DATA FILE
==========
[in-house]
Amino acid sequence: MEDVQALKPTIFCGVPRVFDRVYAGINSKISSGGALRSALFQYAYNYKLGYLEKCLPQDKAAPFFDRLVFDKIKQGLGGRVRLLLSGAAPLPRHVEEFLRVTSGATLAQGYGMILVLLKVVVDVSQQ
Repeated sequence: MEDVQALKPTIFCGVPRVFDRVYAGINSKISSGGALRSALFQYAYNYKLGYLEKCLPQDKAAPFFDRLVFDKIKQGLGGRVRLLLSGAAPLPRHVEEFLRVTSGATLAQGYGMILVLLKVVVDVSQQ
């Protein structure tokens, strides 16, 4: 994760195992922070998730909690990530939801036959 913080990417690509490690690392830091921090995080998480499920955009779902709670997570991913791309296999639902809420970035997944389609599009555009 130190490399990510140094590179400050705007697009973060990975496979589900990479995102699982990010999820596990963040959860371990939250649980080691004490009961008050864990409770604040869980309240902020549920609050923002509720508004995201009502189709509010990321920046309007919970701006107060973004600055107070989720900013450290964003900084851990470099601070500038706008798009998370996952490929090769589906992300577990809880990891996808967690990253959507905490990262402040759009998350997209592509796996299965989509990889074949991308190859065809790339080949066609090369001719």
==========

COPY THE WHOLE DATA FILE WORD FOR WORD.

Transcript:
[in-house]
Amino acid sequence: MEDVQALKPTIFCGVPRVFDRVYAGINSKISSGGALRSALFQYAYNYKLGYLEKCLPQDKAAPFFDRLVFDKIKQGLGGRVRLLLSGAAPLPRHVEEFLRVTSGATLAQGYGMILVLLKVVVDVSQQ
Repeated sequence: MEDVQALKPTIFCGVPRVFDRVYAGINSKISSGGALRSALFQYAYNYKLGYLEKCLPQDKAAPFFDRLVFDKIKQGLGGRVRLLLSGAAPLPRHVEEFLRVTSGATLAQGYGMILVLLKVVVDVSQQ
């Protein structure tokens, strides 16, 4: 994760195992922070998730909690990530939801036959 913080990417690509490690690392830091921090995080998480499920955009779902709670997570991913791309296999639902809420970035997944389609599009555009 130190490399990510140094590179400050705007697009973060990975496979589900990479995102699982990010999820596990963040959860371990939250649980080691004490009961008050864990409770604040869980309240902020549920609050923002509720508004995201009502189709509010990321920046309007919970701006107060973004600055107070989720900013450290964003900084851990470099601070500038706008798009998370996952490929090769589906992300577990809880990891996808967690990253959507905490990262402040759009998350997209592509796996299965989509990889074949991308190859065809790339080949066609090369001719």